Tuesday, November 9, 2021

Mississippi MacDonald - Do Right, Say Right

Mississippi MacDonald is a blues aficionado, a devotee.  “You think you’re from Chicago,” goes a line in his song ‘I Heard It Twice’, and listening to his latest album Do Right, Say Right, you could easily be convinced he’s from the Windy City.  Or maybe Memphis. Either way, you'd be wrong – he’s from London.  But having immersed himself in electric blues and Southern soul since he was in short trousers, that’s the kind of sound he produces.
Mississippi MacDonald - eyes down for a full house of blues
The style of Do Right, Say Right is easy to sum up.  This ain’t no blues-rock, boys and girls.  Rhythm guitar riffing is conspicuous by its absence.  The pace rarely threatens to break a sweat.  The rhythm section values groove over flash, with cool organ adding to the foundations, and horns wafting rather than bursting into earshot here and there. Meanwhile MacDonald adds flurries of guitar notes in between his soul-inflected vocal lines.  I can easily picture him hoisting his guitar behind his back à la BB King, while he sings about classic blues subjects like back door men, cheating wives, and it being five o’clock in the morning and needing to clear his head.
Now, if all that sounds like the nine songs here might get a bit samey, well yeah, you might have a point.  Thing is though, that really doesn’t matter, because it’s so well put together.  All the pieces are assembled with hand-crafted precision and, one imagines, no small amount of luuurve.
Take the opening ‘I Was Wrong’, fr’instance.  It’s laid back, easy going, the organ backing is subtle, with wiggling bass from Elliott Boughen over a steady beat from Mark Johnson-Brown, while MacDonald’s vocal displays impressive, conversational phrasing, and he knocks out a couple of stylish, relaxed solos in addition to his flutterings elsewhere.
‘Drinker’s Blues’ is a straight-up slow blues, with MacDonald chucking in bendy guitar notes galore over subtle piano strokes from Phil Dearing, while his soulful vocals interact with both the piano and his guitar playing, and Lucy Dearing adds some swells of gospel-ish backing vocals.  It’s a well-constructed tune all round.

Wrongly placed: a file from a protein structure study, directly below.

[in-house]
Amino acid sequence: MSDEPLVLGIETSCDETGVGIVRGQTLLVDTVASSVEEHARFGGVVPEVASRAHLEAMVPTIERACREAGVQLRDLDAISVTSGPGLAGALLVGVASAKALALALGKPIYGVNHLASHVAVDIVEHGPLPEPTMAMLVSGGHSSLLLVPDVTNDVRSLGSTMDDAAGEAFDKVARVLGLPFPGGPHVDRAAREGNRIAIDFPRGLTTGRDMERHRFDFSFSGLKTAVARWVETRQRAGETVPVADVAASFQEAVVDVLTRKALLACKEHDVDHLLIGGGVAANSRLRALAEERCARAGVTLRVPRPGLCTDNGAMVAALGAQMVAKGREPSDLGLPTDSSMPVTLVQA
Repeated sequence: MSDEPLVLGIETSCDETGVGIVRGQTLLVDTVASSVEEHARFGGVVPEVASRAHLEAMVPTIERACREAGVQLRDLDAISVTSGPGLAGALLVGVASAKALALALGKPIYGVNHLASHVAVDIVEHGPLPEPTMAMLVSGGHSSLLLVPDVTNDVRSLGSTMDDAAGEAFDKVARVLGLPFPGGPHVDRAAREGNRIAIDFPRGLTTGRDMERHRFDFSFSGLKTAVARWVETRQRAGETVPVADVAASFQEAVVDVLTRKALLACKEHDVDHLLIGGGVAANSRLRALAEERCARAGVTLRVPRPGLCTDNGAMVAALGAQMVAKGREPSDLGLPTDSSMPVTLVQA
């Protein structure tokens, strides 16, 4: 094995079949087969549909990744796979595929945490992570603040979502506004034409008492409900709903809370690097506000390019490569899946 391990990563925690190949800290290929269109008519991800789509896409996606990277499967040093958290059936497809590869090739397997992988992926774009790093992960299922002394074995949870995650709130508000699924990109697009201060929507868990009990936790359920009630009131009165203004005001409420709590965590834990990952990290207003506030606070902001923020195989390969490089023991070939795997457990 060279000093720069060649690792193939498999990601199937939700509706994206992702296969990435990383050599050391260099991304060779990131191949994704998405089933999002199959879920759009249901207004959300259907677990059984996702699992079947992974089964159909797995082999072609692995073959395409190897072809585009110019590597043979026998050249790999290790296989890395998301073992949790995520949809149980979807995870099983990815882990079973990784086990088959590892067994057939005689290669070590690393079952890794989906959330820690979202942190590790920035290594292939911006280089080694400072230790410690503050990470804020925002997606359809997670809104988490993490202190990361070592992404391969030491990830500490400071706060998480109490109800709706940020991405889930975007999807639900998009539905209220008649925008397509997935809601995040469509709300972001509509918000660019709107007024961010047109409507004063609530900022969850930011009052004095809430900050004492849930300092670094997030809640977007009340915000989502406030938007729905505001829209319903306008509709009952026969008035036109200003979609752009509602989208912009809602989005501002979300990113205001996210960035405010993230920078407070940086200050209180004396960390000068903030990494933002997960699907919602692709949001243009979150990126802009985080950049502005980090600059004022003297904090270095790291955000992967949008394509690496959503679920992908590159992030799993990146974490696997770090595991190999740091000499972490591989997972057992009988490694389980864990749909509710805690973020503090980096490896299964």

But if languid, contemplative, turn the lights down stuff is MacDonald’s métier, he still finds room for a couple of shifts of gear, albeit raunch-free ones.  ‘I Heard It Twice’ bops along pleasantly, propelled by Boughen’s walking bass, while MacDonald delivers a series of nifty guitar breaks.  Meantime ‘That’s It, I Quit’ is an enjoyably energetic stroll in the company of swinging drums and carefree bass, punctuated by some stops and starts to underline the witty lyric, and 'It Can't Hurt Me' is loose and kinda funky.
MacDonald is at his happiest when he’s taking his time though, on the likes of ‘If You Want A Good Cup Of Coffee’.  Its tone is set by sedate, sparse piano and long organ and horn notes, while MacDonald gets down to some biting guitar work, with teasing passages of tension and release.  And ‘Keep Your Hands Out Of My Pocket’ is a dreamy old thing, with quivering guitar and late night piano musings.  It’s a good vibe, well captured, and they let themselves spread out on it a bit, MacDonald flinging a variety of discordant and well-bent notes into the mix.
One could say that the sound of Do Right, Say Right is old-fashioned.  But with all but one of the tracks on the album self-penned, I prefer to think of it as Mississippi MacDonald stirring together all his songwriting, six-string and vocal influences, and putting his own personal stamp on them.  At a time when blues covers albums by big names seem to be all the rage, full marks to him and his gang for doing their own thing, and pulling it off.
Do Right, Say Right is released on 19 November, on APM Records.

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